At the same time, we had begun researching options for our 3rd adoption. We quickly found ourselves immersed in our local Ethiopian adoption community.
It was at that point that Rob came to me (actually at an Ethiopian adoption group gathering) excited about this “Man Up” mission trip that he was going on and he wanted me to get on board. Suddenly I had found what I had been looking for.
I can remember asking my wife what she thought, but knowing I was going regardless of what she thought, because I knew in my heart that this is what God had been planning for me.
A few months later we departed on this amazing 2-week adventure with 41 other incredible people that were all interested in Manning Up for Orphans. The group was exceptionally diverse and included the Man Up visionary, Roger Gibson, soon-to-be dear friends Stephen and Wynne Elder, and my childhood friend Jason Clement.
Mitch on man up trip, 2011
I honestly don’t know where to begin to explain how my world became flipped upside down in those 16 days. I do know that suddenly things that I thought were clear in life became blurry, and things that were blurry, were now clear. I didn’t know if I was supposed to go home and live life as if nothing had ever happened, or if I was supposed to move my family to Africa to live out the rest of my days.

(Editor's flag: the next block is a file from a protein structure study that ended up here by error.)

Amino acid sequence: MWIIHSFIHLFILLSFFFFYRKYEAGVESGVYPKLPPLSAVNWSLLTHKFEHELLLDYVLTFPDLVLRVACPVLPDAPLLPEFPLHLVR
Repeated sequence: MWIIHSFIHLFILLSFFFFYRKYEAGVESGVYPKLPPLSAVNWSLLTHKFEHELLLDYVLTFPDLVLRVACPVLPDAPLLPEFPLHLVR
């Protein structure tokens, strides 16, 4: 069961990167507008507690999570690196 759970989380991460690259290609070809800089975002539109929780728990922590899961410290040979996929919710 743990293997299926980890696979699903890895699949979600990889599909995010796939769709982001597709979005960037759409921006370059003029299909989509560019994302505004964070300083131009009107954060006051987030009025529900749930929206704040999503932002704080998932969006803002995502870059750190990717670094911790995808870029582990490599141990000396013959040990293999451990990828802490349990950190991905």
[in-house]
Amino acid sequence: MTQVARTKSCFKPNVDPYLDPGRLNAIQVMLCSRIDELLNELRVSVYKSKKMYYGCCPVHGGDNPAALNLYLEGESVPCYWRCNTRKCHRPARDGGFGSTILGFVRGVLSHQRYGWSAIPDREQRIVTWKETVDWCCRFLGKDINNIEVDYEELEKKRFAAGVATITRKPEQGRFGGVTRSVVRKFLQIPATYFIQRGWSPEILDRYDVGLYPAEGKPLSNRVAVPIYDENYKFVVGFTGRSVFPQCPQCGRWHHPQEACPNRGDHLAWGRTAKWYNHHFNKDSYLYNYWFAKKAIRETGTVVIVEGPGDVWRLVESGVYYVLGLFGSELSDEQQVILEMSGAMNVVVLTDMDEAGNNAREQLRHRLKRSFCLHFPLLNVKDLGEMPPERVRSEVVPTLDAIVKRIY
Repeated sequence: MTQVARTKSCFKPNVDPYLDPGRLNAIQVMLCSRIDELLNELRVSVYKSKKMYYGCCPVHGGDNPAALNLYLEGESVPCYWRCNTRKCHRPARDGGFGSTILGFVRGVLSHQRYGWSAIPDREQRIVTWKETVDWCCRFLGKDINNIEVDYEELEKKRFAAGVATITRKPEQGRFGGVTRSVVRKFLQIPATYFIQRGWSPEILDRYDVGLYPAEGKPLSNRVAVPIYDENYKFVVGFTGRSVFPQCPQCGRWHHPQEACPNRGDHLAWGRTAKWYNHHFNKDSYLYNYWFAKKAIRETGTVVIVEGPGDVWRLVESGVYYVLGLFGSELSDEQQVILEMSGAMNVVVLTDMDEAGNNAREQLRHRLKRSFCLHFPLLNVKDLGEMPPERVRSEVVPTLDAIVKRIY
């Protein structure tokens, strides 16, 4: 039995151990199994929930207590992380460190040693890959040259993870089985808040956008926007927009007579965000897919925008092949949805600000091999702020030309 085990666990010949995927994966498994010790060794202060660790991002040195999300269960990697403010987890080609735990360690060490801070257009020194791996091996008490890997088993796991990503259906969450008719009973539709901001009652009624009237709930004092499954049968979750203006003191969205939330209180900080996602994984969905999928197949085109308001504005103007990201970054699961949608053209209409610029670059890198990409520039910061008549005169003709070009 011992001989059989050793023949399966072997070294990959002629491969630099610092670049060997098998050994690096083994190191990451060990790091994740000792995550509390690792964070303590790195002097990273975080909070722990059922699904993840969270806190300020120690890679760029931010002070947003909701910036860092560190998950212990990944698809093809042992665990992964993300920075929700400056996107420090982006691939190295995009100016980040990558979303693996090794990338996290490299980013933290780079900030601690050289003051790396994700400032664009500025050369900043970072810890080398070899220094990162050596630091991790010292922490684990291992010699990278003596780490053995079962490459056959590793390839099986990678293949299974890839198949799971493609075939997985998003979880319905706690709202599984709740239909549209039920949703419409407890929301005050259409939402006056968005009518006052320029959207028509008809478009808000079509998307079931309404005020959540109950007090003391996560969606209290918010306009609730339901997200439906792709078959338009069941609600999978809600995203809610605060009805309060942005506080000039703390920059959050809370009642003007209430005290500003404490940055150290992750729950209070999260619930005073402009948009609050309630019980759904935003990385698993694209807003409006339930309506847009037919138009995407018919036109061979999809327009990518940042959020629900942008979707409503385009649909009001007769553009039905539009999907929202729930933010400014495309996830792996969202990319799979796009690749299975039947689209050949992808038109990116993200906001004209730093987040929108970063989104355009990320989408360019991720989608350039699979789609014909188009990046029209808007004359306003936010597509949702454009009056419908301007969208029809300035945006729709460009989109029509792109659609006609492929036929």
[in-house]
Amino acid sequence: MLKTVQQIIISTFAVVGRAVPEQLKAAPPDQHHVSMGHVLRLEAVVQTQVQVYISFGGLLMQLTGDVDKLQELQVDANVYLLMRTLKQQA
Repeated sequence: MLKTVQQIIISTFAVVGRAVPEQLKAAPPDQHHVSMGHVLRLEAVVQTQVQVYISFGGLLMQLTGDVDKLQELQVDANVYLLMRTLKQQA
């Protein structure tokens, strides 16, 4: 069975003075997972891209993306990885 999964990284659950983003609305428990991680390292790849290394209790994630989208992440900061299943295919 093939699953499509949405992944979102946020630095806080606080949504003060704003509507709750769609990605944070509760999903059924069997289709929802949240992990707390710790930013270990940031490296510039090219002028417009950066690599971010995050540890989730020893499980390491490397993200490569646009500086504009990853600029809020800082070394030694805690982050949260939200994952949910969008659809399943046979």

I truly was “gloriously ruined”.
When I returned home, I struggled to get back to the tasks of daily life. We had seen children eat food from the dump in Korah, explained to widows that I couldn’t take their children home with me, and spent time with a pastor who had been shot and left for dead, simply for loving Jesus. I didn’t know how to function in my comfortable life at home.
With time came clarity. I joined forces with Jason, Rob, and Roger to help push the Man Up movement forward. Over the next year, my wife and I began fundraising to build a school for the Karamonjong tribe in JinJa, Uganda. I led a Man Up team back to Uganda and Ethiopia with a mission to continue to serve God through orphan and widow care. And, finally after 2 ½ years of hard work, prayer, trials, and tribulations, we recently brought home our son from Ethiopia. Life has never been better, and will never be the same.
Through all of this, God has made me a better man. He has changed the way I love my family. He has changed the way that I interact with the college athletes that I train every day. He has changed my circle of friends. He has changed the way I read the bible. He has changed my daily schedule. I can’t think of one area of my life that hasn’t been affected by His grace and calling to serve.
As you can see, serving Him and His most vulnerable has been one of the greatest choices that I have ever made. I’m beyond excited to be leading another trip to Uganda this summer. I’m also excited to continue to grow the school in Jinja that we have worked so hard to establish. I know that God has wonderful things ahead of me.
My challenge to you:
If you feel a similar calling, don’t wait.
Don’t ignore it.
Be obedient to His calling.
You won’t regret it.